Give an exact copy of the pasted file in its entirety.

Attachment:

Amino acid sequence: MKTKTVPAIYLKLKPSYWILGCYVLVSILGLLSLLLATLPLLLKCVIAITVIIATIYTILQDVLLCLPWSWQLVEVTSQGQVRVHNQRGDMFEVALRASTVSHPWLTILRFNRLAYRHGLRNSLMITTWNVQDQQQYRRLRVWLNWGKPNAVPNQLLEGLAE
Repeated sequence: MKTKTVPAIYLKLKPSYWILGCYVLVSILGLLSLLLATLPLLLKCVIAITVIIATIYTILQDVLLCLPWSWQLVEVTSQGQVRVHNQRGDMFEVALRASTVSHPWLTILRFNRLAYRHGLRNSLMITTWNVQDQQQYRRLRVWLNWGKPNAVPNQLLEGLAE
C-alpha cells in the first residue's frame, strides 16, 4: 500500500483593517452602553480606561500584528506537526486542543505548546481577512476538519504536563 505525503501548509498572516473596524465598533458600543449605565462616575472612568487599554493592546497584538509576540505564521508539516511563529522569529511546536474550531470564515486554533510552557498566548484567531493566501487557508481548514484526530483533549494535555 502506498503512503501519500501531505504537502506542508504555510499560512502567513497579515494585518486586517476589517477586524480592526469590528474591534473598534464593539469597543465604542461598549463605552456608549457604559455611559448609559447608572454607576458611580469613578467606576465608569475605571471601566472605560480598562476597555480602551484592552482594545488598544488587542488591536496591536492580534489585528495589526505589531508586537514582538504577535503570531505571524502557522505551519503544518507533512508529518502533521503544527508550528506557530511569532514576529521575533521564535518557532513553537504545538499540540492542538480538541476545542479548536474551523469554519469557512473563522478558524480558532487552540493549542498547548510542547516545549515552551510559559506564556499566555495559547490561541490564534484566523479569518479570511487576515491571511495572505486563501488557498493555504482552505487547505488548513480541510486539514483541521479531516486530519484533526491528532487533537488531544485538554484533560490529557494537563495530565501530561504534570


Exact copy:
Amino acid sequence: MKTKTVPAIYLKLKPSYWILGCYVLVSILGLLSLLLATLPLLLKCVIAITVIIATIYTILQDVLLCLPWSWQLVEVTSQGQVRVHNQRGDMFEVALRASTVSHPWLTILRFNRLAYRHGLRNSLMITTWNVQDQQQYRRLRVWLNWGKPNAVPNQLLEGLAE
Repeated sequence: MKTKTVPAIYLKLKPSYWILGCYVLVSILGLLSLLLATLPLLLKCVIAITVIIATIYTILQDVLLCLPWSWQLVEVTSQGQVRVHNQRGDMFEVALRASTVSHPWLTILRFNRLAYRHGLRNSLMITTWNVQDQQQYRRLRVWLNWGKPNAVPNQLLEGLAE
C-alpha cells in the first residue's frame, strides 16, 4: 500500500483593517452602553480606561500584528506537526486542543505548546481577512476538519504536563 505525503501548509498572516473596524465598533458600543449605565462616575472612568487599554493592546497584538509576540505564521508539516511563529522569529511546536474550531470564515486554533510552557498566548484567531493566501487557508481548514484526530483533549494535555 502506498503512503501519500501531505504537502506542508504555510499560512502567513497579515494585518486586517476589517477586524480592526469590528474591534473598534464593539469597543465604542461598549463605552456608549457604559455611559448609559447608572454607576458611580469613578467606576465608569475605571471601566472605560480598562476597555480602551484592552482594545488598544488587542488591536496591536492580534489585528495589526505589531508586537514582538504577535503570531505571524502557522505551519503544518507533512508529518502533521503544527508550528506557530511569532514576529521575533521564535518557532513553537504545538499540540492542538480538541476545542479548536474551523469554519469557512473563522478558524480558532487552540493549542498547548510542547516545549515552551510559559506564556499566555495559547490561541490564534484566523479569518479570511487576515491571511495572505486563501488557498493555504482552505487547505488548513480541510486539514483541521479531516486530519484533526491528532487533537488531544485538554484533560490529557494537563495530565501530561504534570